Fearless lawyer 'waged war on dullness'
One of the Irish bar's greatest figures, Seamus McKenna SC had an unerring instinct for the truth, writes Rory Egan
One of the best-known figures at the Irish bar died last week. Seamus McKenna SC, who was involved in many of the most famous trials in recent memory, including the Arms Trial and the Beef Tribunal, was a barrister whose reputation preceded him, but yet that is still inadequate in describing the true person behind that reputation.
Born in 1929 in Scotstown, Co Monaghan, Seamus was the youngest of five children, two of whom, Maeve and Dolores, survive him. His parents, Patrick and Maura McKenna, were schoolteachers who taught in the nearby Urbleshanny National School. He attended St Macartan's College Secondary School and was a brilliant academic, achieving first place in the country in mathematics. He graduated from UCD in 1949 and after spending a little time on a pea farm in England to make some money he enrolled in The Honorable Society of King's Inns and was called to the bar in 1951.
Thus started a legal career that was as fascinating as it was successful. Dermot Gleeson, the former Attorney General, spoke of Seamus "waging an unrelenting war on dullness and boredom" at his removal on Friday night. Describing him as the best courtroom advocate he had ever encountered, Gleeson accurately summed up the respect Seamus had from his fellow colleagues.
McKenna's main practice originally came from personal injuries cases, while his great understanding of people made him a formidable adversary when cross-examining. He had an unerring instinct for the truth and those that tried to outwit him invariably found themselves outgunned. Such was his reputation as an advocate, it was said that many solicitors briefed him not only to have him on their side, but also to make sure that he wasn't on the other.
Two years after he was called to the inner bar in 1968 he was given the task of prosecuting Charles Haughey in the Arms Trial. Despite the media frenzy surrounding the court case, McKenna ensured that no matter who was in the witness box they were treated equally in the eyes of the law. He also represented Larry Goodman in the Beef Tribunal, a brief that required extraordinary patience and skill. He was chairman of the Bar Council from 1987 to 1990 and was later invited to become a bencher of King's Inns.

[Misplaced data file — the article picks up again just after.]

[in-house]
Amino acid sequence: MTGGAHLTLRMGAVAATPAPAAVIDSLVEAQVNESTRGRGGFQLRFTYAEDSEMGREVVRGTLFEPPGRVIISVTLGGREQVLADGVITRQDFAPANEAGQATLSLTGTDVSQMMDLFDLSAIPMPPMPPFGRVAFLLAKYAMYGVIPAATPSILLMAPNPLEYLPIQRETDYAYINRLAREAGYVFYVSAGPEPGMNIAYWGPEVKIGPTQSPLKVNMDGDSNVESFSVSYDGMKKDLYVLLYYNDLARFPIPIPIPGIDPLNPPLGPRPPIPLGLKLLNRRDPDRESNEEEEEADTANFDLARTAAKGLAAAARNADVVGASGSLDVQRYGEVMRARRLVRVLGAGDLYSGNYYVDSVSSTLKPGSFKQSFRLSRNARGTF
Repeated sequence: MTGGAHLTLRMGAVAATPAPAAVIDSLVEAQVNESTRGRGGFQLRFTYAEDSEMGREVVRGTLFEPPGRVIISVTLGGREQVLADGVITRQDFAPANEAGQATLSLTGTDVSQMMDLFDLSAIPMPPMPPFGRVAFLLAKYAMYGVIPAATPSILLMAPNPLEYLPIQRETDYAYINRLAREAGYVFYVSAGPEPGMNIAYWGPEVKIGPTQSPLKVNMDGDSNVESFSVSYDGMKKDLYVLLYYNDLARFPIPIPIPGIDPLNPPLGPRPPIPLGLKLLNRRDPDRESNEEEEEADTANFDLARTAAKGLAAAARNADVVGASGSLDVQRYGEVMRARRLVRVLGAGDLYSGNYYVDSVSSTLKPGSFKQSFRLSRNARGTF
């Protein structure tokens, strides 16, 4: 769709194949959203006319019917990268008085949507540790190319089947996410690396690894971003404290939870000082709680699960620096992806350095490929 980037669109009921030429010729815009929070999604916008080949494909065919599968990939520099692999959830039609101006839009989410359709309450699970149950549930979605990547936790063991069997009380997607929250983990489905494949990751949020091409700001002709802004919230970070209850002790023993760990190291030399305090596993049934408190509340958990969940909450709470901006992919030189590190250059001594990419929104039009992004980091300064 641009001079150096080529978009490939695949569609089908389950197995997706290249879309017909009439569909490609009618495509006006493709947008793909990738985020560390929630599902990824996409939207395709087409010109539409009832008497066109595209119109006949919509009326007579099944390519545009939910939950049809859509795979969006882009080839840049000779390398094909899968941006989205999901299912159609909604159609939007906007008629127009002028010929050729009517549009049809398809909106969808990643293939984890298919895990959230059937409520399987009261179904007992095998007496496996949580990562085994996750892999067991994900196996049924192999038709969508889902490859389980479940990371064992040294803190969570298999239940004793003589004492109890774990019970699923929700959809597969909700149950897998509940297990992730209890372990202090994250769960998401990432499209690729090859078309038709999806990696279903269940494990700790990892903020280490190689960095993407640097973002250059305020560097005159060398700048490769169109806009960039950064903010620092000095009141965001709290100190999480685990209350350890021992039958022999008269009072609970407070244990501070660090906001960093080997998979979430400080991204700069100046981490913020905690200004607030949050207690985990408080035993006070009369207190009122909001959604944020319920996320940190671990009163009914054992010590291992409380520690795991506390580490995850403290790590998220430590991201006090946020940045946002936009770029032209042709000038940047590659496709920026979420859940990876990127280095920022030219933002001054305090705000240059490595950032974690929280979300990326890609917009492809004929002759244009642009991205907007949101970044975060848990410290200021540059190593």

He would give his daughter Laura only one piece of advice when she followed him into a career in law -- "Respect everything, fear nothing", a mantra that accurately reflected his attitude to life itself.
Seamus loved people and, if asked to a formal lunch, he was as interested in the waiter bringing the food as he was the businessman who hosted it. He was a passionate follower of sports and had been looking forward to watching the World Cup. He was a member of Milltown, Portmarnock and Rosses Point golf clubs and, like many, loved the game despite the frustration of never fully mastering it.
The contrast between his fearsome eloquence in public and his warmth and loyalty to family and friends could not be more striking. He married Anna Lynch, a civil servant from Ashbourne, Co Meath, in 1958 and they had had four children together -- Susan, Kieran, Catriona and Laura. He was devoted to Anna and incredibly proud of all his children. He had a wonderfully wicked sense of humour and once, when a nun from Mount Anville praised him for taking the time to watch his daughter in a hockey match, he replied: "Sister, I am a conscript, not a volunteer."
Sadly, in 1998 his oldest daughter Susan passed away after being diagnosed with cancer. She wrote a most beautiful and eloquent letter before she died, which was read out at her funeral. Seamus carried that letter with him every day. Susan's daughter, Eva, died in a car accident just three years later and Seamus, Anna and the family were devastated by both tragedies. Close friends say he was never the same after that.
Turlough O'Donnell, senior counsel and former chairman of the Bar Council, in a moving eulogy at his funeral yesterday, told the packed congregation that Seamus "despised privilege, snobbery, pretention and dishonesty".
Quoting from Patrick Kavanagh's poem Epic, he said "Gods make their own importance" and Seamus operated on a heroic level.
He was, indeed, a truly remarkable and wonderful man.